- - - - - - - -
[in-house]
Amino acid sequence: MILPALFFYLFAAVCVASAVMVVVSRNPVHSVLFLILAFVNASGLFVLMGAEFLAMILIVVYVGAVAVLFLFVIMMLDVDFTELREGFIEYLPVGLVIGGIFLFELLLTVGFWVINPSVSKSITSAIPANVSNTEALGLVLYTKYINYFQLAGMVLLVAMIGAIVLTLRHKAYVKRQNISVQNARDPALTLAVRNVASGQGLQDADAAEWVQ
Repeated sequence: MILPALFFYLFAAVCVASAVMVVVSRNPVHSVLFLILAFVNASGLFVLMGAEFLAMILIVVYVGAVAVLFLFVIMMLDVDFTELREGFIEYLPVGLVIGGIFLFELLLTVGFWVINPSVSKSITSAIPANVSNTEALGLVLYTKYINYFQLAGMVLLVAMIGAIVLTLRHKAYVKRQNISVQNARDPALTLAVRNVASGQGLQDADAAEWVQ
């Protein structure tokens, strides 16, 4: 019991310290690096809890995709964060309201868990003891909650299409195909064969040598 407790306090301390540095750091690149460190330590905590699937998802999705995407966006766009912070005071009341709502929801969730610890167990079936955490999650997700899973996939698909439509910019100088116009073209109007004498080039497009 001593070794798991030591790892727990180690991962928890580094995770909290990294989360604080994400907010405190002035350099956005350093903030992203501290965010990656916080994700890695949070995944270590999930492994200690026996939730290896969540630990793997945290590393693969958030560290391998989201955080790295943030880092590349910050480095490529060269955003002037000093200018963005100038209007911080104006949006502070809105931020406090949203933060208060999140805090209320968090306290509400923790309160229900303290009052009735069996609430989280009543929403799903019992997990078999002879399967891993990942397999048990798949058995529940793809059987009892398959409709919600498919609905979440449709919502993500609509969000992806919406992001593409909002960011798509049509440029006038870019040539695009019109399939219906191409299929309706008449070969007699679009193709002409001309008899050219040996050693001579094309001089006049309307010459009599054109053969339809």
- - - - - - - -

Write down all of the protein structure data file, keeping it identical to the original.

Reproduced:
[in-house]
Amino acid sequence: MILPALFFYLFAAVCVASAVMVVVSRNPVHSVLFLILAFVNASGLFVLMGAEFLAMILIVVYVGAVAVLFLFVIMMLDVDFTELREGFIEYLPVGLVIGGIFLFELLLTVGFWVINPSVSKSITSAIPANVSNTEALGLVLYTKYINYFQLAGMVLLVAMIGAIVLTLRHKAYVKRQNISVQNARDPALTLAVRNVASGQGLQDADAAEWVQ
Repeated sequence: MILPALFFYLFAAVCVASAVMVVVSRNPVHSVLFLILAFVNASGLFVLMGAEFLAMILIVVYVGAVAVLFLFVIMMLDVDFTELREGFIEYLPVGLVIGGIFLFELLLTVGFWVINPSVSKSITSAIPANVSNTEALGLVLYTKYINYFQLAGMVLLVAMIGAIVLTLRHKAYVKRQNISVQNARDPALTLAVRNVASGQGLQDADAAEWVQ
């Protein structure tokens, strides 16, 4: 019991310290690096809890995709964060309201868990003891909650299409195909064969040598 407790306090301390540095750091690149460190330590905590699937998802999705995407966006766009912070005071009341709502929801969730610890167990079936955490999650997700899973996939698909439509910019100088116009073209109007004498080039497009 001593070794798991030591790892727990180690991962928890580094995770909290990294989360604080994400907010405190002035350099956005350093903030992203501290965010990656916080994700890695949070995944270590999930492994200690026996939730290896969540630990793997945290590393693969958030560290391998989201955080790295943030880092590349910050480095490529060269955003002037000093200018963005100038209007911080104006949006502070809105931020406090949203933060208060999140805090209320968090306290509400923790309160229900303290009052009735069996609430989280009543929403799903019992997990078999002879399967891993990942397999048990798949058995529940793809059987009892398959409709919600498919609905979440449709919502993500609509969000992806919406992001593409909002960011798509049509440029006038870019040539695009019109399939219906191409299929309706008449070969007699679009193709002409001309008899050219040996050693001579094309001089006049309307010459009599054109053969339809």